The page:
Photo courtesy of Stefan Erschwendner on Flickr

By Rob Swystun

Like most other things, it pays to be organized when it comes to a content marketing strategy. It’s not enough to just do content marketing, you need a plan for doing it aside from just shooting off guest blog posts into the black void of cyberspace hoping they land somewhere. (Do people still say cyberspace, by the way?)

What a documented content strategy should include

Don’t worry, this isn’t some kind of template that you are supposed to follow religiously. I’m not even gonna call it a process. It’s just a checklist that you can run through to determine what your content marketing plan may be lacking.

A successful content strategy should include the following:

Objectives – You should be able to explain why your brand is dedicating resources to content marketing and the achievements you hope to gain from it.

Measures – You should know what the KPI is for each objective and how you’re going to measure it.

Target audience – Marketing is getting more and more targeted all the time. It’s not just about demographics anymore, it’s about marketing to narrowly defined groups of people. These groups should be so narrowly defined, in fact, that you can create a fictional persona to represent that group of people. Data mining can dig down and get so specific now that there’s no reason why you shouldn’t be able to put together a few profiles of your average consumer. Research your existing clients while you’re developing your strategy to determine who your brand will be speaking to, how they consume their content online and, most importantly, what value your brand’s content will deliver to them.

Alignment of objectives and content – Content for customer retention, content for lead nurturing, content for organic SEO and content designed for social sharing will all be different in format, tone, actual content and dissemination strategy. While you’re coming up with your strategy, you need to decide how each piece of content will work to help you reach your objectives.

Content development process and timelines – Developing content means having an outline in place for the process that also takes into account the frequency with which it will be created and who will be responsible for each task. Even coming up with a simple blog post has quite a few steps to it:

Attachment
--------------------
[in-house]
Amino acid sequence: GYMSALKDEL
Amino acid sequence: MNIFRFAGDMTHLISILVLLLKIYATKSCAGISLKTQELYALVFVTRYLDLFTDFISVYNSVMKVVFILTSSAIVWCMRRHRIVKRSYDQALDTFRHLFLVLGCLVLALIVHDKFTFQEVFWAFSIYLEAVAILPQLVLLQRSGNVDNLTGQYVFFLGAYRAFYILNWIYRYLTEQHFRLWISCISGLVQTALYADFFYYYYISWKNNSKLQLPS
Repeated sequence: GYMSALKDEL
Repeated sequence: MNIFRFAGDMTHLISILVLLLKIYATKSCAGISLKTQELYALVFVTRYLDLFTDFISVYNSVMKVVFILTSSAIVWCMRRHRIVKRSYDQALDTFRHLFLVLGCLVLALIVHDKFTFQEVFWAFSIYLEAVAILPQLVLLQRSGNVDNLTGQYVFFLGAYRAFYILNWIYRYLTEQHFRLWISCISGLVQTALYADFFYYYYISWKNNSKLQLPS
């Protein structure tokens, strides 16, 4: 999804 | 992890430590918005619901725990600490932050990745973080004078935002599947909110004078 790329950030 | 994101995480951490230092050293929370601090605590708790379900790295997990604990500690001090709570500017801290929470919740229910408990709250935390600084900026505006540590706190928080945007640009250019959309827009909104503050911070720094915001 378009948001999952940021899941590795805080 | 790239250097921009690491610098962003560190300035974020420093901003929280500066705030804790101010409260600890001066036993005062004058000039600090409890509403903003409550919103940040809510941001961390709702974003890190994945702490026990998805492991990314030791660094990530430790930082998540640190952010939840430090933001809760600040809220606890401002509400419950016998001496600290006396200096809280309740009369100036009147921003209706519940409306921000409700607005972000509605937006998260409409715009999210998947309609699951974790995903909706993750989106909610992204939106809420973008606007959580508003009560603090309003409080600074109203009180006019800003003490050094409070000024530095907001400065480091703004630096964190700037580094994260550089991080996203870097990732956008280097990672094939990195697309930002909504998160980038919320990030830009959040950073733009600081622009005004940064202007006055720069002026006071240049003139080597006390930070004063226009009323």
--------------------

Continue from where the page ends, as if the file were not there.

• idea generation
  • strategy alignment
  • keyword and topic research
  • content creation
  • proof reading
  • image sourcing
  • dissemination

Dissemination tactics – We all see those blogs online that have great pieces of advice but that also have no comments and interaction. A blog post is simply a waste of time and resources if it doesn’t reach an audience, particularly your target audience. While you’re creating your strategy, establish how you will use paid, owned and earned media to disseminate your content so it reaches the right people.

Measurement, analysis and optimization –  Like anything else with business, you have to determine what metrics you’ll be measuring to determine if your content strategy has been successful. You also need to determine how often you’ll be measuring these metrics and reporting them to the people who need to know. And, lastly, you also need to figure out how to translate these findings and inject them back into your content strategy to make it even more successful.

Gone is the time of just creating content for the sake of it and spewing it all over the web hoping to get some traffic. Now is the time to consider the ‘why’ and the ‘how’ of content marketing so it’s focused and doing all it can do to help you reach your overall business goals.

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About Rob Swystun

A former journalist, Rob has been writing professionally since 2006 and now focuses on copy writing, website content, articles, blogging, ghost writing, editing, proofreading and public relations. Currently an Athabasca University student studying for a BA in Communications, Rob holds a Journalism Diploma from Langara College in Vancouver.


Advice, Internet Marketing


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